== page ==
Little is accomplished by explaining thesurprising quality of these events in terms of the changing nature of 'power.' Such anexplanation merely asserts that surprising events occurred because unrecognized changeshad transpired in whatever may have been the sources of the events. Likewise, to strew thatmilitary 'power' has given way to economic 'power' is not to enlarge comprehension of 
American policies in Vietnam and the Arab oil embargo had such contradictory outcomes.Had the conventional usage of the concept of 'power been more precise, with its empiricalreferents more accurately identified, there would have been no surprise with respect toVietnam and the embargo. Indeed, conceivably neither the war in the former nor the crisissurrounding the latter would have occurred if officials had more clearly grasped the 'power'concept and disaggregated it into its component parts at the time policies toward thesesituations were evolving.The two examples clearly highlight the central problem with the concept because they bothsuggest that the success or failure of foreign policy efforts is dependent on the possessionof appropriate resources in sufficient abundance to prevail in conflict situations. So viewed,the United States 'failed' in Vietnam because it lacked the requisite military resources andMiddle East countries 'succeeded' because they had sufficient economic resources. Nothingcould be more misleading. Such an interpretation overlooks the equally crucial facts thatwhile ____________________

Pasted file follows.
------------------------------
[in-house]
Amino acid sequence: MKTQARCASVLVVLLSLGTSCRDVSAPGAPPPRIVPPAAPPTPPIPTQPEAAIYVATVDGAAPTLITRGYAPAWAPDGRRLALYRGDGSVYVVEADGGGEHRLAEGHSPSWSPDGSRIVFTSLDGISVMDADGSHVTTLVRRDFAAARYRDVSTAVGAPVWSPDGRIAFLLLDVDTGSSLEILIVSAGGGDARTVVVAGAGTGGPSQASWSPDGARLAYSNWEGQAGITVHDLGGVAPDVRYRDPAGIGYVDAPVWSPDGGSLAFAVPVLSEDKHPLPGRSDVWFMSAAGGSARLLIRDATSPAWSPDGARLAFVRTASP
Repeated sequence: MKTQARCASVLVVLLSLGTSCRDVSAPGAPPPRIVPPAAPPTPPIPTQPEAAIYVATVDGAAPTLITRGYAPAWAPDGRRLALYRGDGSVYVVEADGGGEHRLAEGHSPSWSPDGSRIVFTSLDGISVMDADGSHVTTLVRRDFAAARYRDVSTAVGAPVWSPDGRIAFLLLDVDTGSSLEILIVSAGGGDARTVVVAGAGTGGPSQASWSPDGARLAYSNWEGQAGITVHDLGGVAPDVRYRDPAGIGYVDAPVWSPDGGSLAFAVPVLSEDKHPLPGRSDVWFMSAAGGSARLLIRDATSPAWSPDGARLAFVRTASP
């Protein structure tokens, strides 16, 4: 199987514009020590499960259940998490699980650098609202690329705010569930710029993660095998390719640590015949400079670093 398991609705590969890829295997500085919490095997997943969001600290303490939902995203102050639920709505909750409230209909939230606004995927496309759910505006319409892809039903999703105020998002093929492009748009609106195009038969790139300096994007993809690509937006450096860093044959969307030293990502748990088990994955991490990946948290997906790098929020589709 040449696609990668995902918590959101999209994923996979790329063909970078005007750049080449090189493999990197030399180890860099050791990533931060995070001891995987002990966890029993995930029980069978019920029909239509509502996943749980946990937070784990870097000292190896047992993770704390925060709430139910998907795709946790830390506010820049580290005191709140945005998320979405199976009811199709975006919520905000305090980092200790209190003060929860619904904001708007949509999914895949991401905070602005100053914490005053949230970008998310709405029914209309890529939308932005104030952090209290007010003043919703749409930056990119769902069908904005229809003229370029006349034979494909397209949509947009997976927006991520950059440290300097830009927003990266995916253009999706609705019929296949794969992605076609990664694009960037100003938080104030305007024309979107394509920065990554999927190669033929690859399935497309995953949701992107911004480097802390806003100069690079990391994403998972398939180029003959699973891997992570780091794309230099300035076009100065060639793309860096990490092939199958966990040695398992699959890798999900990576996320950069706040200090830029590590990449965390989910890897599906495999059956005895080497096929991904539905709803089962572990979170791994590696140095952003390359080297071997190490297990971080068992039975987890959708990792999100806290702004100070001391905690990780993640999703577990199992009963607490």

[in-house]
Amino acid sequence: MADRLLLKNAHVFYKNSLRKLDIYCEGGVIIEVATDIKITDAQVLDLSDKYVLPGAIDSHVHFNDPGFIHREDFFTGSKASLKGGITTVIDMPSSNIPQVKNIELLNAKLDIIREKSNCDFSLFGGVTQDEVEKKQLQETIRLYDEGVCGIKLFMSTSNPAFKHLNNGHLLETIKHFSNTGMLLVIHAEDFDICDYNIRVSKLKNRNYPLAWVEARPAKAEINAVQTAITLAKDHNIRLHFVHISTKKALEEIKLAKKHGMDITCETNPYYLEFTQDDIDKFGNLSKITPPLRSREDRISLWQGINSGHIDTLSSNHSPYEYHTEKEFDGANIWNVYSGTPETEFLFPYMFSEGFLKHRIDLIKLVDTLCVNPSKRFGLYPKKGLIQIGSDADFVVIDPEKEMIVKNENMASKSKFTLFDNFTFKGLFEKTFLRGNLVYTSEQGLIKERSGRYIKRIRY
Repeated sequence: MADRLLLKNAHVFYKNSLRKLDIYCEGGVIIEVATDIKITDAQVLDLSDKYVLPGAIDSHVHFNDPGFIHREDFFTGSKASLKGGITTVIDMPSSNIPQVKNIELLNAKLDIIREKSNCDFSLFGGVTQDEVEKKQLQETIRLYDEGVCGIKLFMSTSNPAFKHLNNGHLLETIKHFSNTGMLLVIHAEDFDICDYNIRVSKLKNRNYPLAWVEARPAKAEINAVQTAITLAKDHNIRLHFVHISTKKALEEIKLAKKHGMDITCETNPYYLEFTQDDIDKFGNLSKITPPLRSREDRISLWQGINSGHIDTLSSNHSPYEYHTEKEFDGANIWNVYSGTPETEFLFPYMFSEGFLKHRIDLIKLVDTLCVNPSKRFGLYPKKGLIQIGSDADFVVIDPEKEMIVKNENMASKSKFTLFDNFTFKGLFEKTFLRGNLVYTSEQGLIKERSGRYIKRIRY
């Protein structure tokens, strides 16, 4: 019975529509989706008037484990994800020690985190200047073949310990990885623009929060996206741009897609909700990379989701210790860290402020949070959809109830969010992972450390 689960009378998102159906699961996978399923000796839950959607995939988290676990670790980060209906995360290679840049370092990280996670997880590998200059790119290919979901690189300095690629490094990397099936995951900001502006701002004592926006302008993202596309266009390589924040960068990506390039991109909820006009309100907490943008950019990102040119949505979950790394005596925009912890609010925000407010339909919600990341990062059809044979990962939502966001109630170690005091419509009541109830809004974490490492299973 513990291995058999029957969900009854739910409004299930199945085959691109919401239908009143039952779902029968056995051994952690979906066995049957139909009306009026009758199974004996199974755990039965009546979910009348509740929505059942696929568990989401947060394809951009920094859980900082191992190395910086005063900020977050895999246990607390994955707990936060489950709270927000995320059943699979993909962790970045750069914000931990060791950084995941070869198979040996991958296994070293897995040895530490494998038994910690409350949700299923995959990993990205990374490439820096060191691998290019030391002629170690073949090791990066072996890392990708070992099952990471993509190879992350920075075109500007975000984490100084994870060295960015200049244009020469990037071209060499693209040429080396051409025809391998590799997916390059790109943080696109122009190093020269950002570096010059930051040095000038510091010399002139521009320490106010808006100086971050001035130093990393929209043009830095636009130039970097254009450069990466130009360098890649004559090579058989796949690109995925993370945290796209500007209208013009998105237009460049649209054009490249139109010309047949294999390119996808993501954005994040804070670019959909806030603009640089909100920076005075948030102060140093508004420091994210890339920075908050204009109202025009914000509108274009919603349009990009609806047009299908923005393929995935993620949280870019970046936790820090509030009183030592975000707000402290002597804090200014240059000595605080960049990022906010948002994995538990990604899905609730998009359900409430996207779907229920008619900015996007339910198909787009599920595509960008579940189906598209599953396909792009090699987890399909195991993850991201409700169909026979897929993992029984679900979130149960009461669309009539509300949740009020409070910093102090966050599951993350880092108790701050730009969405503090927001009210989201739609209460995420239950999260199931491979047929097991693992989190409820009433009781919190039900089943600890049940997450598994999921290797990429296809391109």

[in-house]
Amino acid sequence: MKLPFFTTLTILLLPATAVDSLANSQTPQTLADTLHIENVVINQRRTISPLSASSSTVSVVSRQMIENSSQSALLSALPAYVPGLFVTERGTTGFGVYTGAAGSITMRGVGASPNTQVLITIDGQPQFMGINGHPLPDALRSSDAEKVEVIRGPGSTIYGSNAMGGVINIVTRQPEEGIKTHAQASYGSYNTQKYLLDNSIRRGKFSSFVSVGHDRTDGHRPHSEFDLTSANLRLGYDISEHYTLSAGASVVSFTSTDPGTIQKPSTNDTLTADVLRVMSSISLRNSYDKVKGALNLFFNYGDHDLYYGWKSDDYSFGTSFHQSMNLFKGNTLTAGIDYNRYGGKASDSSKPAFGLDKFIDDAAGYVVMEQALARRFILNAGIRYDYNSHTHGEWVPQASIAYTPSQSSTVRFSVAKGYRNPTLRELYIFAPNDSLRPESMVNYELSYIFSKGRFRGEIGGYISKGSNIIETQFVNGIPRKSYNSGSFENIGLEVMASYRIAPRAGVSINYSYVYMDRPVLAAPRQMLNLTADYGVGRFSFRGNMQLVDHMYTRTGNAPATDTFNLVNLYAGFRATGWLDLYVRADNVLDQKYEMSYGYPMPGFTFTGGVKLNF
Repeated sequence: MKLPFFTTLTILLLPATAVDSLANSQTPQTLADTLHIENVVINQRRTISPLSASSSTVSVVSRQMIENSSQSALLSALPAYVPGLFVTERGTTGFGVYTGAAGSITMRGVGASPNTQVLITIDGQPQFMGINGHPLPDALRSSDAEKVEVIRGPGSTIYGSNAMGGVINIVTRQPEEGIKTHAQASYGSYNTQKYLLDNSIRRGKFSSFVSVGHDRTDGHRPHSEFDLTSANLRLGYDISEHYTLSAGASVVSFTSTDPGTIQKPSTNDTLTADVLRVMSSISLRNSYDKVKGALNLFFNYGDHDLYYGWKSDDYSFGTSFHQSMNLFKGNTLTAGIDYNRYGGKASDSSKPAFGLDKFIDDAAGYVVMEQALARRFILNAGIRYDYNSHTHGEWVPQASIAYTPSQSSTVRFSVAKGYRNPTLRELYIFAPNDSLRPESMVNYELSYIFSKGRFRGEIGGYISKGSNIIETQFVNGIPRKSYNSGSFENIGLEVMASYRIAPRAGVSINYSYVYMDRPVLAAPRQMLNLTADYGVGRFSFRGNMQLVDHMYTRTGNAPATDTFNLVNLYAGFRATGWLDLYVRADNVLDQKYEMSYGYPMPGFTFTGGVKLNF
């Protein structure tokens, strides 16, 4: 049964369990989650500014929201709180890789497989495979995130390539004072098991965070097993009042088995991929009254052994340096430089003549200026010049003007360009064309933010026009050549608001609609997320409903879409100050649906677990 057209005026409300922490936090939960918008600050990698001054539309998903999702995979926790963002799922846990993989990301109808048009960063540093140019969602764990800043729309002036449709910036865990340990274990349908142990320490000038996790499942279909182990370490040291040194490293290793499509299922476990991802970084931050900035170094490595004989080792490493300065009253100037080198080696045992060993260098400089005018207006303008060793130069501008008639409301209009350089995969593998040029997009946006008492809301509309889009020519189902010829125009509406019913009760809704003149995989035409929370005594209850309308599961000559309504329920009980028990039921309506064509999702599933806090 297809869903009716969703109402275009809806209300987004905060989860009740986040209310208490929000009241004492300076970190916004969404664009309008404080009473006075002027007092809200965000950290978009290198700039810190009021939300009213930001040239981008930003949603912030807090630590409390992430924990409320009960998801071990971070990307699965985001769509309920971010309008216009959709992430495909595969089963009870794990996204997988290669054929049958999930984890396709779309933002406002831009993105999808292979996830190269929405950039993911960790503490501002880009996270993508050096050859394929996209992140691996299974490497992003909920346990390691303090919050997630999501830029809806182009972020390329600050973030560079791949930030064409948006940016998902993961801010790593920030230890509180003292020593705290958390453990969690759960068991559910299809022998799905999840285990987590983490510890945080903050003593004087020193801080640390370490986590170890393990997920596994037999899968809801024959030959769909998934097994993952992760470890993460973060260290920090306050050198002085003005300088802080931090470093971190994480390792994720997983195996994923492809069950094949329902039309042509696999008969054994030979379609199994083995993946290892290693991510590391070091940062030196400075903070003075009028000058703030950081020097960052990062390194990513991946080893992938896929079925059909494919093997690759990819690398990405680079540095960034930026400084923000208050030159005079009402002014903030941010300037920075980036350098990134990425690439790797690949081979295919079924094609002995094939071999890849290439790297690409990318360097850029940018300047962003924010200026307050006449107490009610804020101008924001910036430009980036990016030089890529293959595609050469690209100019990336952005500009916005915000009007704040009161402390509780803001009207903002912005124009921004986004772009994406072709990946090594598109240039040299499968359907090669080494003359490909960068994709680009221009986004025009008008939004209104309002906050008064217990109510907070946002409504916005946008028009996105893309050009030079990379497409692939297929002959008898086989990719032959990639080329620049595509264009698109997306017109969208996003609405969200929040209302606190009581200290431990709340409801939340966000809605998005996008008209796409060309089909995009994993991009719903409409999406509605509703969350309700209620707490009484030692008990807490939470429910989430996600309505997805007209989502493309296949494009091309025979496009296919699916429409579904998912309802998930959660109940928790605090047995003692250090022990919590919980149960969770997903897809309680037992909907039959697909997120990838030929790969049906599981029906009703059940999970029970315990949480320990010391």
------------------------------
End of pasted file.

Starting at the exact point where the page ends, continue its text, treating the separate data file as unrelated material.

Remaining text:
My convictions in this regard were first developed in my essay,
Calculated Control as aUnifying Concept in the Study of International Politics and Foreign Policy
( Princeton:Center of International Studies, Princeton University, 1963), reprinted in James N.Rosenau,
The Scientific Study of Foreign Policy
( London: Frances Pinter, New York: Nichols, 1980) Chap. X.the North Vietnamese were not overly impressed by American military resources, theWestern industrial nations were impressed by the oil which Middle East states could or could not make available.Possessed resources, in other words, are only one aspect of 'power'; actions and reactionsthrough which actors relate to each other are another aspect, and neither aspect is alonesufficient. Put even more pointedly, whatever else it may connote, national 'power' involvesrelational phenomena. Whether it be considered in the bipolar period when militaryconsiderations predominated, or whether it be assessed in the present era when economicand transnational factors are more salient, national 'power' can only be understood in thecontext of how the actors involved relate to and perceive each other. The resources each'possesses' may well be relevant to the way in which they perceive each other, but theoutcome of the way in which they exercise 'power' toward each other is primarily aconsequence of how they assess, accept, resist, or modify each other's efforts.